IBEC researchers have used a state-of-the-art analysis technique to evaluate new drug combinations to successfully treat acute lymphoblastic leukemia. This study brings personalised medicine closer to the clinic for this cancer type.
Acute lymphoblastic leukemia (ALL) accounts for one quarter of all cancer cases diagnosed in children and young adults, and also has the highest death toll among these age groups. Although the vast majority of patients respond well to treatment, in around 15-20% of cases, the cancer grows back. The current standard-of-care for these patients is to administer aggressive therapies which, while life-saving, can also induce long-term side effects, including mental and physical disability.
A new IBEC-led publication in the scientific journal Frontiers in Cell and Developmental Biology addresses an urgent need to develop more personalised therapies that cater to each patient, while reducing the side effects often brought on by a “one size fits all” approach to treatment. The study was senior-authored by Joan Montero and first-authored by Albert Manzano, Senior Researcher and PhD student in IBEC’s Nanobioengineering group, respectively. Nanobioengineering Group Leader Josep Samitier and Senior Technician Clara Alcon also contributed to the work, as well as researchers from several other institutes including the University of Barcelona.
Predicting treatment response
In this study, the researchers used dynamic BH3 profiling, a novel methodology that measures the capacity of drugs to prime cells to die, to evaluate new treatments that could improve outcomes for B-cell precursor ALL (BCP-ALL) patients, especially those who have relapsed. In this technique, anti-cancer drugs are administered to cells in a laboratory. Researchers can thus analyse early apoptotic events to determine whether the drugs will kill the cells—in this case, leukemia cells. As a result, this technique is an accurate predictor of treatment effectiveness, and also significantly cuts analysis time, since researchers don’t need to wait for the cells to die. “This current work uses this technique to evaluate and accurately predict the effectiveness of sequential treatments for pediatric ALL”, says senior author Joan Montero.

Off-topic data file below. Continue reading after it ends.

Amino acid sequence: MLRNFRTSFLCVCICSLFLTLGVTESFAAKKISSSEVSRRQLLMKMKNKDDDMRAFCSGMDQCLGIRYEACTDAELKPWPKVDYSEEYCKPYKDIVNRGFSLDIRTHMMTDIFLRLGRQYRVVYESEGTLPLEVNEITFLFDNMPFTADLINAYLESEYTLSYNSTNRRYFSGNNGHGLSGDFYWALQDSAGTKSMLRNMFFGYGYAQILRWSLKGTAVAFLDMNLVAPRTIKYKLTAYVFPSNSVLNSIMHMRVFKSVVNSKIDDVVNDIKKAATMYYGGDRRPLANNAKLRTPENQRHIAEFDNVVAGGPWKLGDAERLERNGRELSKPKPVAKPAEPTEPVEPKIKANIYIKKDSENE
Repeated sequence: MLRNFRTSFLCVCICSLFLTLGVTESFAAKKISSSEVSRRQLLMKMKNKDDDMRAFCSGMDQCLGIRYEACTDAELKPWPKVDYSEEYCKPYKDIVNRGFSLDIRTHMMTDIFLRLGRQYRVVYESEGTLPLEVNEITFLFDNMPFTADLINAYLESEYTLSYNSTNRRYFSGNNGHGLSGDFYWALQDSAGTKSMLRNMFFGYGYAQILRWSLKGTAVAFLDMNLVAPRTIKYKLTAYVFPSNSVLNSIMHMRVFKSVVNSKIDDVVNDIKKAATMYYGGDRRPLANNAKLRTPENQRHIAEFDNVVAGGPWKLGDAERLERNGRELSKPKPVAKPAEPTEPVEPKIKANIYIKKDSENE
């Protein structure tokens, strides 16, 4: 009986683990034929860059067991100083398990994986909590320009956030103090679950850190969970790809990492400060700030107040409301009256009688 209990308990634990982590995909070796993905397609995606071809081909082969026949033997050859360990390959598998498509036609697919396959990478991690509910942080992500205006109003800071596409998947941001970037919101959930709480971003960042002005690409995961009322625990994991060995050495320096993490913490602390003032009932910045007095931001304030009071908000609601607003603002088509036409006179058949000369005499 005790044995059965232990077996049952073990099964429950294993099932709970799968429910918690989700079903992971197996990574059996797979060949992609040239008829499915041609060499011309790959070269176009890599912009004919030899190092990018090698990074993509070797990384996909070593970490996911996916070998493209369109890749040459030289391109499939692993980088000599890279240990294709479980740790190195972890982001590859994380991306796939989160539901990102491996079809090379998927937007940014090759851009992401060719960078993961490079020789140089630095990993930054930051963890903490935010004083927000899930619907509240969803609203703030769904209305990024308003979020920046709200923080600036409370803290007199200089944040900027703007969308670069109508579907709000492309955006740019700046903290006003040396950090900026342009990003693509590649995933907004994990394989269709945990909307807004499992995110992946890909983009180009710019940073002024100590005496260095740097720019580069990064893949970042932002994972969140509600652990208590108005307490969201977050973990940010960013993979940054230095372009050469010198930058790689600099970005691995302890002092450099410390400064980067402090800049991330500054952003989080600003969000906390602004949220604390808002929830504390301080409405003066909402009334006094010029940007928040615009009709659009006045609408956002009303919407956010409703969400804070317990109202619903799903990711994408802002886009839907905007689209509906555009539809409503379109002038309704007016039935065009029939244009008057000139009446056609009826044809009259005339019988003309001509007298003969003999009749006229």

The study also investigated how different genetic variations of BCP-ALL responded to antitumor drugs in combination with BH3 mimetics, small molecules which specifically block the proteins that prevent the cancer cells from dying. These cell death inhibitors are a hallmark of cancers that have become resistant to treatment.
We found that many of the drugs, which were only modestly effective when administered on their own, killed a significantly higher proportion of cancer cells when administered in combination with BH3 mimetics.
Albert Manzano, first author of the study
In fact, the effect was often synergistic, most notably in the dual inhibition of the proteins MEK and MCL-1, which achieved almost complete elimination of the leukemia cells. These results may be particularly relevant in designing novel therapeutic combinations for patients whose cancer has grown back.
Towards personalised medicine for pediatric leukemia
Overall, their results demonstrate the usefulness of dynamic BH3 profiling in predicting the best treatment combination for each patient and boosting the potency of therapy. Furthermore, it demonstrates that BH3 mimetics can enhance anti-cancer therapies to treat ALL, and overcome resistance by blocking the proteins that prevent cancer cell death. In addition, since the effect of the BH3 mimetics is often synergistic, lower concentrations of each drug will be required, and patients will therefore be less likely to suffer severe side effects.
Importantly, these observations were all made after only a very short incubation time, emphasising the utility of these functional predictive assays in the clinic. In all, these findings could represent promising new therapeutic strategies for this leukemia type.
We hope that this and future studies in our lab can help pediatric leukemia patients achieve recovery with minimum possible adverse side effects
Joan Montero, IBEC.
Reference article: Albert Manzano-Muñoz, Clara Alcon, Pablo Menéndez, Manuel Ramírez, Felix Seyfried, Klaus-Michael Debatin, Lüder H. Meyer, Josep Samitier and Joan Montero. MCL-1 Inhibition Overcomes Anti-apoptotic Adaptation to Targeted Therapies in B-Cell Precursor Acute Lymphoblastic Leukemia. 2021, Front. Cell Dev. Biol. 9:695225.